LONDON: Children who live in areas which receive heavy rainfall are likely to develop autism, for a new study has found a link between wet weather
and the disorder.
An international team has claimed that rainfall could be an "environmental trigger" which makes already susceptible children develop the symptoms associated with autism, ranging from severe problems to a mild need for routine.
Researchers, led by Cornell University, have based their findings after looking at a group of children born in different parts of three American states -- California, Oregon and Washington -- between 1987 and 1999, British newspaper 'The Daily Telegraph' reported.
Subsequently, they compared the annual rainfall that the children would have been exposed to in the first two years of their life and found a link between higher levels of annual precipitation and autism.
In fact, according to the researchers, the rates of autism later diagnosed were positively related to the amount of precipitation these counties received from 1987 to 2001.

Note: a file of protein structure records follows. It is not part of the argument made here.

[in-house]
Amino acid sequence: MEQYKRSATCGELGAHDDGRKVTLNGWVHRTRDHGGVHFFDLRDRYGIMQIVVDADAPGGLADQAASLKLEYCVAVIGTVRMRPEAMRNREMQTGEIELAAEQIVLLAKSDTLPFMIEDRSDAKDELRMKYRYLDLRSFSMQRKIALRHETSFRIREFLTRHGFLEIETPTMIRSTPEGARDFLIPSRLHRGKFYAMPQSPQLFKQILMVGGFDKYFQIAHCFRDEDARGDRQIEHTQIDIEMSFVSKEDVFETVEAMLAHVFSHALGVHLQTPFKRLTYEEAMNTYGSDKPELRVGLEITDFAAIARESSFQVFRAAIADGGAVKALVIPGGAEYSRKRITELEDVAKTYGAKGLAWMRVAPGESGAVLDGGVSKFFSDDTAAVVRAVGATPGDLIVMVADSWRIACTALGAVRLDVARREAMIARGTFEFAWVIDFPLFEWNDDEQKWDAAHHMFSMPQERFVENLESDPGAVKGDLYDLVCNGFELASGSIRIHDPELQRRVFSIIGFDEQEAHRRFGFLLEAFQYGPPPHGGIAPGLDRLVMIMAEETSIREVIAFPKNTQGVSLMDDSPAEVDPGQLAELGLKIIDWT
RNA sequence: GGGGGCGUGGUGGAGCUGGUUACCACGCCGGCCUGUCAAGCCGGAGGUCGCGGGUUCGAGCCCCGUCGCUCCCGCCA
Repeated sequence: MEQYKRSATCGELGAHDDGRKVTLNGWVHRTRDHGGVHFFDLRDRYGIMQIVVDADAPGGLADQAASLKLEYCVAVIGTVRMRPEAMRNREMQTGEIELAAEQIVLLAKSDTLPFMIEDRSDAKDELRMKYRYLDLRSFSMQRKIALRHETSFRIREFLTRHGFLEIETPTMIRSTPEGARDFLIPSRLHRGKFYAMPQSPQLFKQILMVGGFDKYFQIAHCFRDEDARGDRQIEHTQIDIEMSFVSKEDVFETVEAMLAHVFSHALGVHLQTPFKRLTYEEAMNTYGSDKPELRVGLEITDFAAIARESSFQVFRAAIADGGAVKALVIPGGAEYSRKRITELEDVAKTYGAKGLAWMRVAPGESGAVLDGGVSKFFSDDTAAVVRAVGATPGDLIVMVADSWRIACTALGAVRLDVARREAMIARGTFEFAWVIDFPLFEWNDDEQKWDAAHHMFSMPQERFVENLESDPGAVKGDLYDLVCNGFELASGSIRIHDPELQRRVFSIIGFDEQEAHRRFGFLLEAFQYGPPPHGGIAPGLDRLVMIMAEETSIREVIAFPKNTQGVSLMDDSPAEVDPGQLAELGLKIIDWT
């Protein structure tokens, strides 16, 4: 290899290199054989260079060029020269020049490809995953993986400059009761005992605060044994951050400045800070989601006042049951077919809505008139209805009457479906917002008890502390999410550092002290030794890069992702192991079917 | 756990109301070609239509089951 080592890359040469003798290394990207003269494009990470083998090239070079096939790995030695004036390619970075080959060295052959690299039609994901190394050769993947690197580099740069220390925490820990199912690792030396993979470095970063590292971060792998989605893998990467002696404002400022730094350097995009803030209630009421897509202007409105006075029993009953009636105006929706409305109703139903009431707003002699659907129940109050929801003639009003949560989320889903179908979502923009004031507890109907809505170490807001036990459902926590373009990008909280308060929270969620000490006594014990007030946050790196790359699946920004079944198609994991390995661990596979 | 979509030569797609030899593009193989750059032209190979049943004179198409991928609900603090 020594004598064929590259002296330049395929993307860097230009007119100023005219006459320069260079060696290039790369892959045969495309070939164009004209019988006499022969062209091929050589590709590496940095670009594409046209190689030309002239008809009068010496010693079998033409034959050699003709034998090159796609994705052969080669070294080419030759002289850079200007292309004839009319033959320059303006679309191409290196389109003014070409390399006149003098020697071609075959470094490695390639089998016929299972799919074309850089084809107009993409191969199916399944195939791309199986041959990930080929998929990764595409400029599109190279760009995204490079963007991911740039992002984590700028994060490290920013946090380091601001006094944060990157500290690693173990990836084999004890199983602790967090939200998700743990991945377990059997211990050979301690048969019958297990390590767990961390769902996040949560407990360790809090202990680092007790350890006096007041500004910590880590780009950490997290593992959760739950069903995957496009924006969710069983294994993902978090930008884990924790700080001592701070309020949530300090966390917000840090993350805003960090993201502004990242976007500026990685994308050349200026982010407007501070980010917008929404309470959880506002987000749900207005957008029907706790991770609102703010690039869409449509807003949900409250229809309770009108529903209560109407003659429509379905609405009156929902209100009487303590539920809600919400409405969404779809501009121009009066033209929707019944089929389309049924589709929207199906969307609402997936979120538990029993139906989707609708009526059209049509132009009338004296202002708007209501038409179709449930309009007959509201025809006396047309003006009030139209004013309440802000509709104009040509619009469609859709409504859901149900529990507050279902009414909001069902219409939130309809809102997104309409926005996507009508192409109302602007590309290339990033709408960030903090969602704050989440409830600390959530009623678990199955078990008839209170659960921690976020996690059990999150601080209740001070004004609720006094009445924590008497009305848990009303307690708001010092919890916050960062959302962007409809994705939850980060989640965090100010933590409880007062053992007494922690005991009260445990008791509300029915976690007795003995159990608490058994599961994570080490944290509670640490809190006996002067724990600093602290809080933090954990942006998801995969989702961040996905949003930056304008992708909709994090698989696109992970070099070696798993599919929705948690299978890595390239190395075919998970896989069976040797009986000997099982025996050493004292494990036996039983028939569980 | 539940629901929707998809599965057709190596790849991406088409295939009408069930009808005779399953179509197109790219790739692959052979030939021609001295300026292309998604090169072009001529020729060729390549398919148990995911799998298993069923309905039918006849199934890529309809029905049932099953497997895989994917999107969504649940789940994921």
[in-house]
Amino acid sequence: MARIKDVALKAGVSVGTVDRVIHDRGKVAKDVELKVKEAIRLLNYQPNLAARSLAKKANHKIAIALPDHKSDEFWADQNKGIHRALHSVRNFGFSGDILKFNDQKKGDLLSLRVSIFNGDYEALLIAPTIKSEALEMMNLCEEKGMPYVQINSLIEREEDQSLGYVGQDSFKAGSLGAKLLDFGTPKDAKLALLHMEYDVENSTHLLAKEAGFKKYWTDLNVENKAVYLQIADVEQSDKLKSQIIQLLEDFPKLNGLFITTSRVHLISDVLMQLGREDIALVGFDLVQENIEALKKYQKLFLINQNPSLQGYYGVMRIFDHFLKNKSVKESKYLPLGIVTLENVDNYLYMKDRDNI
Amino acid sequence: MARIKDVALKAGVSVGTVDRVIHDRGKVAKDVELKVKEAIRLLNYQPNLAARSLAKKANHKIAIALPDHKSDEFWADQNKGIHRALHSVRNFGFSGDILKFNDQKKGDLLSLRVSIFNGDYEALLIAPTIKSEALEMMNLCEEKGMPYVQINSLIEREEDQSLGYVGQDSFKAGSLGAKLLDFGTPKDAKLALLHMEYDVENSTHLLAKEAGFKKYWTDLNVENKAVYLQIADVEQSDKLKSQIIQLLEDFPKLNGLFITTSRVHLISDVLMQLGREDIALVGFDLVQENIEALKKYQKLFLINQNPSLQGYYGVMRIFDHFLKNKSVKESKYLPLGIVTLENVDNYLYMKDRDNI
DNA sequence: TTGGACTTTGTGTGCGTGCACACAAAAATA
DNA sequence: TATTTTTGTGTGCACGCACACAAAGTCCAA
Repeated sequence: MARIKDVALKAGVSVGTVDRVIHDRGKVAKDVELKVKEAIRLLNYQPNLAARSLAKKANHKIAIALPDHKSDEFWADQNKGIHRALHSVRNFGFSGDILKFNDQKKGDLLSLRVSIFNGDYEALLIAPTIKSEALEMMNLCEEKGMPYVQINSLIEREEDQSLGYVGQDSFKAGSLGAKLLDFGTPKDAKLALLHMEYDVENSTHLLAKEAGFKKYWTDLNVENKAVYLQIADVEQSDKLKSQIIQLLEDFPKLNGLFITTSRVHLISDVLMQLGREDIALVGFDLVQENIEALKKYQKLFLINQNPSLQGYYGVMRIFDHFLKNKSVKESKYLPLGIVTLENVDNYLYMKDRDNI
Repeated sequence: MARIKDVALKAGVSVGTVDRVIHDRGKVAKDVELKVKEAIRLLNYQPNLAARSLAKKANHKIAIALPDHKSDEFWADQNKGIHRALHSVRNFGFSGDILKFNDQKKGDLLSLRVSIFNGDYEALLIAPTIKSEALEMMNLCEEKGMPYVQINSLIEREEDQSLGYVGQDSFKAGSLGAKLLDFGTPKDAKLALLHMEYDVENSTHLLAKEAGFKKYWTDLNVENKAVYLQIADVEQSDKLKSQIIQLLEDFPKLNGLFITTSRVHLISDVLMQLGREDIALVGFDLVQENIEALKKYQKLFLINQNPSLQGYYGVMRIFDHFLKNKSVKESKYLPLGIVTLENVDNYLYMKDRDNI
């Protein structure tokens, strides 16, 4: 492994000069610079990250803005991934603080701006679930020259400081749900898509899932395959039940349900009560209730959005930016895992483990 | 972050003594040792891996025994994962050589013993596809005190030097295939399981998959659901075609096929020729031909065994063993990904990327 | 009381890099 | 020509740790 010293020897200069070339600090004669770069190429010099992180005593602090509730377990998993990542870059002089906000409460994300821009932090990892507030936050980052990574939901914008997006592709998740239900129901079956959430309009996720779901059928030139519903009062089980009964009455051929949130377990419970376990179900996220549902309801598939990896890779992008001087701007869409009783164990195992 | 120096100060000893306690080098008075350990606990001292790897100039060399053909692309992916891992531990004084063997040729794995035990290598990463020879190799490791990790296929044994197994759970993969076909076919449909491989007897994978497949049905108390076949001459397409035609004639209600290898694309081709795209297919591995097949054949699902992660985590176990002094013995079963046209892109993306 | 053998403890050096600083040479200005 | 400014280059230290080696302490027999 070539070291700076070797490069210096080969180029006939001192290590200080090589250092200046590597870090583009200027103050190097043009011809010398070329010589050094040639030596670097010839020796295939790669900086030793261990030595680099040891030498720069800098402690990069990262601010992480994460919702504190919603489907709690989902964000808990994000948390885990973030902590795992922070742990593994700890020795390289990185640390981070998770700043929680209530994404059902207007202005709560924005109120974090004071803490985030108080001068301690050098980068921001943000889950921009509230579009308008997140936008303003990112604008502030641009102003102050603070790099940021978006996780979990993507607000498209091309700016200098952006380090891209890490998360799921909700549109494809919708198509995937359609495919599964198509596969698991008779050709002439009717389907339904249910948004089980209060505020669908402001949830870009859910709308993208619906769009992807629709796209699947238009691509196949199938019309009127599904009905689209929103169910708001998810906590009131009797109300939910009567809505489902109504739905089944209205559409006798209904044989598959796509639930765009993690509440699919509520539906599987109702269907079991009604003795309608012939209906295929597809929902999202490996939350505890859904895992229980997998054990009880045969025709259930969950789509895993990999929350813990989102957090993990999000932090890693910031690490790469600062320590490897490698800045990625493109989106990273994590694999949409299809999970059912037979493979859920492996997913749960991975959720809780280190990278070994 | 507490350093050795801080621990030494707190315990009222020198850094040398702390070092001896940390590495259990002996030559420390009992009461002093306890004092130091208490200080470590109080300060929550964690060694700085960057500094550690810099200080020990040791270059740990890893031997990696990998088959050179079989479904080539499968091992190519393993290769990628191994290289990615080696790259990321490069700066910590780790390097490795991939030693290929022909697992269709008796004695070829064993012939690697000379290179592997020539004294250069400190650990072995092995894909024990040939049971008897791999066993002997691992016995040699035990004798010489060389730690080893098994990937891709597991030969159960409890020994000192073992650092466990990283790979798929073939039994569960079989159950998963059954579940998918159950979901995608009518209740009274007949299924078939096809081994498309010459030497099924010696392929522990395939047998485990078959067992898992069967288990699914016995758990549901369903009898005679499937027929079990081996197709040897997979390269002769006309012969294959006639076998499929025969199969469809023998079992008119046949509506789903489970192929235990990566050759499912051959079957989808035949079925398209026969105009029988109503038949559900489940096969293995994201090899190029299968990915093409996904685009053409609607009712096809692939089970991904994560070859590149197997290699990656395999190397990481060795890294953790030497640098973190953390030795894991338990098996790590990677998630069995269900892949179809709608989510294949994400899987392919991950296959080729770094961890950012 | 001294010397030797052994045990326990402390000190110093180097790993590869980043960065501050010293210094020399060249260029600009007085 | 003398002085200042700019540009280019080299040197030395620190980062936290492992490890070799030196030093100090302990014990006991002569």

"Similarly, focusing on (counties within) Oregon and California, autism prevalence was higher for (those children who) experienced relatively heavy precipitation when they were younger than three years.
"As well as other explanations, there is also the possibility that precipitation is more directly involved. For example, there may be a chemical or chemicals in the upper atmosphere that are transported to the surface by rainfall lead researcher Michael Waldman said.
The findings are published in the latest issue of the 'Archives of Paediatrics & Adolescent Medicine' journal.
7 months ago